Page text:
I think it would be a better and more effective way for a INFP to try and balance themselves than to try to force themselves into a different situation to "get tougher" necessarily. Exercise the supporting functions in a intentional way through progressive actions and I think the INFP will become more of what their personal best is and they will naturally gravitate out to pursue activities that they can express that in.
    I'm not sure if we are fighting over semantics, but I believe that it is very unlikely to develop opposing preferences if one doesn't use them... That invariably means forcing situations to use opposing preferences. I don't mean one should embrace them to a stressful level, but learning when and how to deal with personality traits is very important for balance. This applies at the skill level mostly... We can all deal with stress in bursts, which is all it takes to learn to cope with it, to reduce the stress part that we can control. It is more the unfamiliar, the uncertain and the uncontrolled(able) that causes a large amount of the reaction. Making it more familiar, more certain and putting it under control is the best way to deal with it.

    At the cognitive level, it is important to intentionally diffuse reactions. By consistently using only one reaction without attempting to counteract it, you continue to hardwire the reaction to only one method... this is dangerous, if, for example, you get into a relationship in which the T is reasonable (ie: two Ts in a relationship)... what happens is that instead of dealing with the underlying nature of relationships, the reactions to situations becomes increasingly hardwired. As such, changing the situation (further into the relationship, changing relationships, "tail end" situations) will cause the wrong preference to kick in... first at the reactionary level, then at the behaviour/skill level.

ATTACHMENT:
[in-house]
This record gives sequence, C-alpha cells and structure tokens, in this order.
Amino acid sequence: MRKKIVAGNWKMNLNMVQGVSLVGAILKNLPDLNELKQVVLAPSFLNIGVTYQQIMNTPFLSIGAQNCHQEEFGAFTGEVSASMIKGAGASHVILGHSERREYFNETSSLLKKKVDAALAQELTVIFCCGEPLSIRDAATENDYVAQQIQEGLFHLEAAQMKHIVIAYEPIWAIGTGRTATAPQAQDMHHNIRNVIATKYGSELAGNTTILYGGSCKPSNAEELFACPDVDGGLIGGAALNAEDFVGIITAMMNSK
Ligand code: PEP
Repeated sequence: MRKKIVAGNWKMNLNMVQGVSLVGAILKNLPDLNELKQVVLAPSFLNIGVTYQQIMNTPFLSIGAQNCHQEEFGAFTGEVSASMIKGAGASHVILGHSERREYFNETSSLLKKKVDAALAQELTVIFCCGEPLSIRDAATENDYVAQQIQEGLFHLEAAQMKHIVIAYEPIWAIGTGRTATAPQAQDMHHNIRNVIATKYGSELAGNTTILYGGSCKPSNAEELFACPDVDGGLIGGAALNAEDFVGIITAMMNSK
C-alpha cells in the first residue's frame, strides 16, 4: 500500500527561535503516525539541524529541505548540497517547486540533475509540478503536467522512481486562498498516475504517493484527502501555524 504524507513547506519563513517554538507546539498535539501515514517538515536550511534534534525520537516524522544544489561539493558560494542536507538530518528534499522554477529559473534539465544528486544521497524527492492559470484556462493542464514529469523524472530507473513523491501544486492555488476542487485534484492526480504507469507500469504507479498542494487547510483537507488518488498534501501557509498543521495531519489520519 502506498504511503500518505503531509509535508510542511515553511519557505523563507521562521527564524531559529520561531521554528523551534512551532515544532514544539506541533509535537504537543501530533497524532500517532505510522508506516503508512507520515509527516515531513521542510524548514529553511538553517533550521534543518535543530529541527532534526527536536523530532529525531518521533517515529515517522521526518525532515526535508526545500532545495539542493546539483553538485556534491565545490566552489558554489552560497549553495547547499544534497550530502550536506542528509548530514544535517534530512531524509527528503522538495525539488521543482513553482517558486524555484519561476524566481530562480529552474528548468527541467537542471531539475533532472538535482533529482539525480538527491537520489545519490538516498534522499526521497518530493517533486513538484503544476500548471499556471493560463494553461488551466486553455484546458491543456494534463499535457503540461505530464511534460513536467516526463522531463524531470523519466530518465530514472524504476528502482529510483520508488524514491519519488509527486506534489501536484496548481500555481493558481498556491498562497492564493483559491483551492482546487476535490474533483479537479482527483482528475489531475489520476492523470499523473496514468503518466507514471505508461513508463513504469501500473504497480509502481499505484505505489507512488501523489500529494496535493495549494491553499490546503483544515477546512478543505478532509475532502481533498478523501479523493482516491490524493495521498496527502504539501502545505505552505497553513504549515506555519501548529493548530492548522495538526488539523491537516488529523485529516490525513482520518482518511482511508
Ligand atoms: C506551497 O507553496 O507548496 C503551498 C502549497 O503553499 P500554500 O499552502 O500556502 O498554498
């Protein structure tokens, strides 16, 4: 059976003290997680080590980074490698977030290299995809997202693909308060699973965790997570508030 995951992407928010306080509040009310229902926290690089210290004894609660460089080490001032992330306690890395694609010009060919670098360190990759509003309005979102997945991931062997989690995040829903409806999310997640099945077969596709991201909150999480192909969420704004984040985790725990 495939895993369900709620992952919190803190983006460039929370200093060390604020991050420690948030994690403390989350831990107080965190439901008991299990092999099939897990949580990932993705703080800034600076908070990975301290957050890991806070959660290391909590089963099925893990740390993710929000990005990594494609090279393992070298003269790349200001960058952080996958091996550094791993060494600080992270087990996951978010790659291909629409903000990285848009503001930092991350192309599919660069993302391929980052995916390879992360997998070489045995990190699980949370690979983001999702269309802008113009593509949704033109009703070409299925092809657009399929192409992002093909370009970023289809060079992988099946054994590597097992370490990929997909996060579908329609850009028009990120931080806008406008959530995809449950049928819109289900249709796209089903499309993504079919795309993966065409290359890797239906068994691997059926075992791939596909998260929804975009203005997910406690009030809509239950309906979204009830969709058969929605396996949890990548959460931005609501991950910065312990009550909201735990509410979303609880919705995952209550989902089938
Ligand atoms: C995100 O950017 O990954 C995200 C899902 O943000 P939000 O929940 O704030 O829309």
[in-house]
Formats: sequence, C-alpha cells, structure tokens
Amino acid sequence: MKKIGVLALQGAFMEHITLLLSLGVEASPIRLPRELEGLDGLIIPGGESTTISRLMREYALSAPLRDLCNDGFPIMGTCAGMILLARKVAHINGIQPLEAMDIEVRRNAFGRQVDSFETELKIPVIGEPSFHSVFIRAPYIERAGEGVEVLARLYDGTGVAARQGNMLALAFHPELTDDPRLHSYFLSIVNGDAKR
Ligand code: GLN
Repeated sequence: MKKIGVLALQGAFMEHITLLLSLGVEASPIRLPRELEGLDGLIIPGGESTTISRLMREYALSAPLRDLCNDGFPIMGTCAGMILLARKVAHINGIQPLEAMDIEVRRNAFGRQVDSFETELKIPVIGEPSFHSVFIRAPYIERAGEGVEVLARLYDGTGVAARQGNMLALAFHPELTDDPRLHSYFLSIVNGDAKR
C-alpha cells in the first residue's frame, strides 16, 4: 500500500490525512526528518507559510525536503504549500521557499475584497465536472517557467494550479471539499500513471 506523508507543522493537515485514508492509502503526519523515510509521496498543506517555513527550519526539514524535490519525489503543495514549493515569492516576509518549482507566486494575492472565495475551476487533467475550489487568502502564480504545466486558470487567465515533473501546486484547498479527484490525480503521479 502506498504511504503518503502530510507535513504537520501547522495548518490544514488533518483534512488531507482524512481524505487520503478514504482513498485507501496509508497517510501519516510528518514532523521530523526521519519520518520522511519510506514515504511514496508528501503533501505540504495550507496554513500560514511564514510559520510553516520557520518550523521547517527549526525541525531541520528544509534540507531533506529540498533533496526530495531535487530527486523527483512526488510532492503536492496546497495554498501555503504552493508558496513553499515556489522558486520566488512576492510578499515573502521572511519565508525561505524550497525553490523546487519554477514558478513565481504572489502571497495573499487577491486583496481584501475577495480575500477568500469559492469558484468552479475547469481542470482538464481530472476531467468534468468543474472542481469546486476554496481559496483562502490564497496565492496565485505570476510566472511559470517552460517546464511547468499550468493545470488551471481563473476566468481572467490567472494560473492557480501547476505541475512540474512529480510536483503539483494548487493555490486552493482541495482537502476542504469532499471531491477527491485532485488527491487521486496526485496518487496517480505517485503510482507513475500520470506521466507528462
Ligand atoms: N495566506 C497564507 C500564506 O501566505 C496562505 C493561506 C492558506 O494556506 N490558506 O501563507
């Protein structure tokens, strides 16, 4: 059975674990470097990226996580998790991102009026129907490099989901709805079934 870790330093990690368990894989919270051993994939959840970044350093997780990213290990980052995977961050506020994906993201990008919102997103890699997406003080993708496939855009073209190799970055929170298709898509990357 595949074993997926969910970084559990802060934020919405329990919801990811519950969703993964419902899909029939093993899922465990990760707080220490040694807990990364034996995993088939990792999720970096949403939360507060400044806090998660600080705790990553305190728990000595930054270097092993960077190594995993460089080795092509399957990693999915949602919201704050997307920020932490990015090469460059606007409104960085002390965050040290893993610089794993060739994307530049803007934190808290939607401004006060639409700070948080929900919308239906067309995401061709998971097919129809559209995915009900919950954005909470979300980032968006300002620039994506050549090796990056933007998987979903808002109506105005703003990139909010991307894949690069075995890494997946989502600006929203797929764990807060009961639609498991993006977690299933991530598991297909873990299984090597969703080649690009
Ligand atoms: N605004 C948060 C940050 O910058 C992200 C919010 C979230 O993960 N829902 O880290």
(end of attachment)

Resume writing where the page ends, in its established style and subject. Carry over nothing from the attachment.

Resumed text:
I think what we disagree with is the semantics involved in what constitues a preference, as well as how to develop them in a healthy manner... not the overall benefit of doing it.

  7. #7
    Glowy Goopy Goodness The_Liquid_Laser's Avatar
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    Quote Originally Posted by heart View Post
    Reading this and other boards, I see a lot of talk of "unhealthy" and "healthy" examples of one's own type. Usually the most common suggestion for growth into a more healthy form of one's own type is to try and purposely move towards the "center-line" between the two functions of one's primary function, usually this is directed at the introversion-extroversion line and the feeling-thinking line in particular.
    I don't think the "center-line" for the primary two functions is the most healthy. (I'm saying this as someone who is pretty close to the center line of extravert/introvert.) Most healthy is probably something closer to 65%/35% when it comes to E/I (or I/E depending).

    When it comes to which functions to develop, I think developing the primary two functions is important when a person is young. Once a person hits late teens or early twenties then they can assess if their secondary function is developed "enough" so that their primary function is balanced out. After that I think it's up to the individual to become the type of person that they want to become. Some paths will be easier than others, but the easy path may not always be the most self-actualizing path.

    Once a person is an adult I think it comes down to mostly a person's ability to lean on their strengths while being aware of their weaknesses.
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  8. #8
    Artisan Conquerer Halla74's Avatar
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    OK, can there be "unhealthy" behaviors that an individual can act out that are not related to their type at all?

    (1) For instance, does an adult pathological liar attribute their dishonesty to having abusive parents as a kid, or to E/I, T/F, etc?

    (2) Does a person who was not shown any affection as a child attribute being "cold" when an adult to N/S, P/J, etc?

    It seems that there is alot more to "unhealthy" than MBTI type and/or underlying functions.

    Can being off the charts of a given function, or belonging to a particular archetype (NF, SP, NT, SJ) predispose a person to being more likely to exhibit "unhealthy" type-specific behaviors (e.g. SP's and "hedonism")?

    Sure, maybe. But I think there is alot more to a person being "unhealthy" than type alone. Does that make sense?